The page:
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Defense bill seeks to bolster military’s pandemic response

House and Senate conferees released the agreement on the $731.6 billion policy measure late Thursday

A coronavirus testing site, operated by the Maryland National Guard, is set up in a parking lot outside FedEx Field on March 31, 2020.
A coronavirus testing site, operated by the Maryland National Guard, is set up in a parking lot outside FedEx Field on March 31, 2020. (Caroline Brehman/CQ Roll Call)

The final agreement on the fiscal 2021 defense authorization bill includes a slate of provisions intended to bolster the military’s response to the coronavirus, a day after the U.S. recorded its single worst daily death toll since the pandemic began.

House and Senate conferees released the agreement on the massive $731.6 billion policy measure late Thursday. It prescribes Pentagon spending levels for the coming year.

Within the bill are at least 10 measures that directly address the military’s role in responding to the coronavirus pandemic, including requiring the Pentagon to maintain personal protective equipment for all servicemembers, directing the Defense secretary to develop a national pandemic response strategy and expanding the telemedicine capabilities of the Veterans Affairs Department.

“This year’s NDAA has been crafted in the midst of an unprecedented national pandemic. Over the past nine months, the U.S. military has assisted in numerous ways to support communities across the nation, while at the same time facing the dual challenges of protecting the health of service members and maintaining military preparedness,” the Senate Armed Services Committee said in a statement.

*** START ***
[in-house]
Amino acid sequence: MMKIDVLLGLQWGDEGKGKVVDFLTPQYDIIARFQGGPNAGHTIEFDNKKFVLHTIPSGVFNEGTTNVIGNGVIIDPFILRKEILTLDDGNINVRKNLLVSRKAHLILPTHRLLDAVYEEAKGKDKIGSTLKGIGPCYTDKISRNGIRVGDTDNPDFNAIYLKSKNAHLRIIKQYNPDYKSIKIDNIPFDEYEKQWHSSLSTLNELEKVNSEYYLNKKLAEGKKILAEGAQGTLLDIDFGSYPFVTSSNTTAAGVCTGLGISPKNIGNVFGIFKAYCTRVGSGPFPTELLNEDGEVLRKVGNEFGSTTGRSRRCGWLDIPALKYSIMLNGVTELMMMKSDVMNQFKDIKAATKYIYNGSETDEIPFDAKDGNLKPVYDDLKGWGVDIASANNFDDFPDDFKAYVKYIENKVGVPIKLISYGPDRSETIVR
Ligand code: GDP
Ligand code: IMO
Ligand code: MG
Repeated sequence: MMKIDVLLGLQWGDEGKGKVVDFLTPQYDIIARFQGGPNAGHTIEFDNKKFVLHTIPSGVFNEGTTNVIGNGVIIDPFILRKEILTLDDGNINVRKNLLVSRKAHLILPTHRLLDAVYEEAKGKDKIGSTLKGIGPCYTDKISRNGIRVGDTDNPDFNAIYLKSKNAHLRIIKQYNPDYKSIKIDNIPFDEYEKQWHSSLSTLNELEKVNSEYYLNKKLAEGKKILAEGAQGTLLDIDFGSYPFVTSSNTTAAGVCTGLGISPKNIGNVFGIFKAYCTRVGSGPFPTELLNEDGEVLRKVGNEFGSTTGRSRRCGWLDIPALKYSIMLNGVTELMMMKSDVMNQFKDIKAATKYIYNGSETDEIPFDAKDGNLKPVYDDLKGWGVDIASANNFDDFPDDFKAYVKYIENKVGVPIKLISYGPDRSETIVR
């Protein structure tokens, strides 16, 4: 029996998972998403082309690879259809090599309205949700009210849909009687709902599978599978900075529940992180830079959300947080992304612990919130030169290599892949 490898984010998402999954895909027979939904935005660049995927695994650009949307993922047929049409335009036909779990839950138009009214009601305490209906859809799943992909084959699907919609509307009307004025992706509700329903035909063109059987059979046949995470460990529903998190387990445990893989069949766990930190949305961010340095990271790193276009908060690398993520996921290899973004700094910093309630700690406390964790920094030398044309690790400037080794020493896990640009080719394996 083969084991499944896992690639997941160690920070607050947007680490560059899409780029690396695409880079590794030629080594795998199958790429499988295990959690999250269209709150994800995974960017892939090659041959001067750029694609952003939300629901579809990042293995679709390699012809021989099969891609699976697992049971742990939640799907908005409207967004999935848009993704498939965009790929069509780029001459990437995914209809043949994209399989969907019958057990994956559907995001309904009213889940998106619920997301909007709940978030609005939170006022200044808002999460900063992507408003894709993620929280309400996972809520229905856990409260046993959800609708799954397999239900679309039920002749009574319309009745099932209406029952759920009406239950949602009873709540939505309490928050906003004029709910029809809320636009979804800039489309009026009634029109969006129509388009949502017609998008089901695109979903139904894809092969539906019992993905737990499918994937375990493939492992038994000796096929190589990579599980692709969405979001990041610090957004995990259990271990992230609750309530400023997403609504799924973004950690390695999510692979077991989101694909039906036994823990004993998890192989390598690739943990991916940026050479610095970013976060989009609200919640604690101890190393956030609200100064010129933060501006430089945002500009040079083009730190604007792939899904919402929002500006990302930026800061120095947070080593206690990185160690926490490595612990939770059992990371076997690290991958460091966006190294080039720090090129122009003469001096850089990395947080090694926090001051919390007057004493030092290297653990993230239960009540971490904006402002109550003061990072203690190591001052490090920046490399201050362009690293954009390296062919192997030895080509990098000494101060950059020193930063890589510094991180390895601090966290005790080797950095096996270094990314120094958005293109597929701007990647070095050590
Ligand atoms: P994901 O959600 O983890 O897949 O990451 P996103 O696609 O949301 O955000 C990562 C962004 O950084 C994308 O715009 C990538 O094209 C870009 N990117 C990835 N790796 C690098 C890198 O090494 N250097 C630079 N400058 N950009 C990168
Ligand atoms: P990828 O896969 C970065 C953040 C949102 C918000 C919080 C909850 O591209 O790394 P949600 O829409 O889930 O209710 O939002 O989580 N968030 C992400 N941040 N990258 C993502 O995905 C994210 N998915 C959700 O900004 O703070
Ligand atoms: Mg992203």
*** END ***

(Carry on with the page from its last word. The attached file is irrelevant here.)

One provision requires the Defense Department to maintain a 30-day supply of personal protective equipment sufficient for every active and reserve servicemember while also ensuring that DOD laboratories have the technology needed to develop vaccines and therapeutics for any future pandemic.

Another provision would create a registry of beneficiaries of TRICARE, the military’s health care program, who were diagnosed with the coronavirus. Similarly, the bill would provide health benefits to National Guard members who are separating from active service if they participated in the federal response to the pandemic.

Roughly 30,000 National Guard members have been deployed across the country since March to help states with their virus response efforts, including managing testing sites and delivering supplies.

The bill also establishes a coronavirus disease panel to review the military health system’s response to the pandemic and report the findings to Congress by June 1, 2021. It also requires the Defense secretary to conduct a study on the financial hardships experienced by members of the Armed Forces because of the pandemic.

The agreement comes amid a surge in coronavirus cases and deaths in the U.S., as at least 2,760 Americans died Wednesday from the virus, surpassing the previous record of 2,752 deaths set in April.

Both chambers hope to pass the final measure in the coming days and send it to President Donald Trump’s desk. Trump has threatened to veto the bill.

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